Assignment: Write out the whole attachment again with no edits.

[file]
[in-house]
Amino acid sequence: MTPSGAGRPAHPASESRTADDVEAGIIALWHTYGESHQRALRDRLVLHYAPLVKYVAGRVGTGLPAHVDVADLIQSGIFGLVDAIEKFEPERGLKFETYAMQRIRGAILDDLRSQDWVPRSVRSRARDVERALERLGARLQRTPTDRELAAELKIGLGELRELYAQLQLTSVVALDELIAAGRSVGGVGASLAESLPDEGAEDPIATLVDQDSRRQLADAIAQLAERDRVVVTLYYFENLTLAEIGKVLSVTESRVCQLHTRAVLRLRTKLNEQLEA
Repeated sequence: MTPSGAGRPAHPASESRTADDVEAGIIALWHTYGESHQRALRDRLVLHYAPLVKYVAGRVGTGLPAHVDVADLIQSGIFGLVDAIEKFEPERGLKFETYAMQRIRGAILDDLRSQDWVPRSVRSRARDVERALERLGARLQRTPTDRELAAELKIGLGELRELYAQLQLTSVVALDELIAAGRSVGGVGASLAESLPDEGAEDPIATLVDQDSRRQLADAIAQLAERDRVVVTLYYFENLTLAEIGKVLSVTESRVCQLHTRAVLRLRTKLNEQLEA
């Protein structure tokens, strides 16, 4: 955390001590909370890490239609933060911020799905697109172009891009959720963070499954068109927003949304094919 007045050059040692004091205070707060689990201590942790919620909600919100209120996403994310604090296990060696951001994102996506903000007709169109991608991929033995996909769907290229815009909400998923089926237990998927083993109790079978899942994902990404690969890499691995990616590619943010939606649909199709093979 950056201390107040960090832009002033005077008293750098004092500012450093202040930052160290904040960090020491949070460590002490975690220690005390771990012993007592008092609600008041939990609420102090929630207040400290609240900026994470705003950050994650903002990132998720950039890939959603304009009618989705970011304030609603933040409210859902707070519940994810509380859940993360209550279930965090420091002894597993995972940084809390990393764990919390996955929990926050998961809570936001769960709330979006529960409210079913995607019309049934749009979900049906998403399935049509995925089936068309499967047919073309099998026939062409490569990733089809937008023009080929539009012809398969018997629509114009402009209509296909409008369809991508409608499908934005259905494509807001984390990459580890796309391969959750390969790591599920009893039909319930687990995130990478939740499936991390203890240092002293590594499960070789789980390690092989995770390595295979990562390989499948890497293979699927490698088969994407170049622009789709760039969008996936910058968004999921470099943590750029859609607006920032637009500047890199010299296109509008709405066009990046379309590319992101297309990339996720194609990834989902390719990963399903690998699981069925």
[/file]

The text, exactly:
[in-house]
Amino acid sequence: MTPSGAGRPAHPASESRTADDVEAGIIALWHTYGESHQRALRDRLVLHYAPLVKYVAGRVGTGLPAHVDVADLIQSGIFGLVDAIEKFEPERGLKFETYAMQRIRGAILDDLRSQDWVPRSVRSRARDVERALERLGARLQRTPTDRELAAELKIGLGELRELYAQLQLTSVVALDELIAAGRSVGGVGASLAESLPDEGAEDPIATLVDQDSRRQLADAIAQLAERDRVVVTLYYFENLTLAEIGKVLSVTESRVCQLHTRAVLRLRTKLNEQLEA
Repeated sequence: MTPSGAGRPAHPASESRTADDVEAGIIALWHTYGESHQRALRDRLVLHYAPLVKYVAGRVGTGLPAHVDVADLIQSGIFGLVDAIEKFEPERGLKFETYAMQRIRGAILDDLRSQDWVPRSVRSRARDVERALERLGARLQRTPTDRELAAELKIGLGELRELYAQLQLTSVVALDELIAAGRSVGGVGASLAESLPDEGAEDPIATLVDQDSRRQLADAIAQLAERDRVVVTLYYFENLTLAEIGKVLSVTESRVCQLHTRAVLRLRTKLNEQLEA
């Protein structure tokens, strides 16, 4: 955390001590909370890490239609933060911020799905697109172009891009959720963070499954068109927003949304094919 007045050059040692004091205070707060689990201590942790919620909600919100209120996403994310604090296990060696951001994102996506903000007709169109991608991929033995996909769907290229815009909400998923089926237990998927083993109790079978899942994902990404690969890499691995990616590619943010939606649909199709093979 950056201390107040960090832009002033005077008293750098004092500012450093202040930052160290904040960090020491949070460590002490975690220690005390771990012993007592008092609600008041939990609420102090929630207040400290609240900026994470705003950050994650903002990132998720950039890939959603304009009618989705970011304030609603933040409210859902707070519940994810509380859940993360209550279930965090420091002894597993995972940084809390990393764990919390996955929990926050998961809570936001769960709330979006529960409210079913995607019309049934749009979900049906998403399935049509995925089936068309499967047919073309099998026939062409490569990733089809937008023009080929539009012809398969018997629509114009402009209509296909409008369809991508409608499908934005259905494509807001984390990459580890796309391969959750390969790591599920009893039909319930687990995130990478939740499936991390203890240092002293590594499960070789789980390690092989995770390595295979990562390989499948890497293979699927490698088969994407170049622009789709760039969008996936910058968004999921470099943590750029859609607006920032637009500047890199010299296109509008709405066009990046379309590319992101297309990339996720194609990834989902390719990963399903690998699981069925």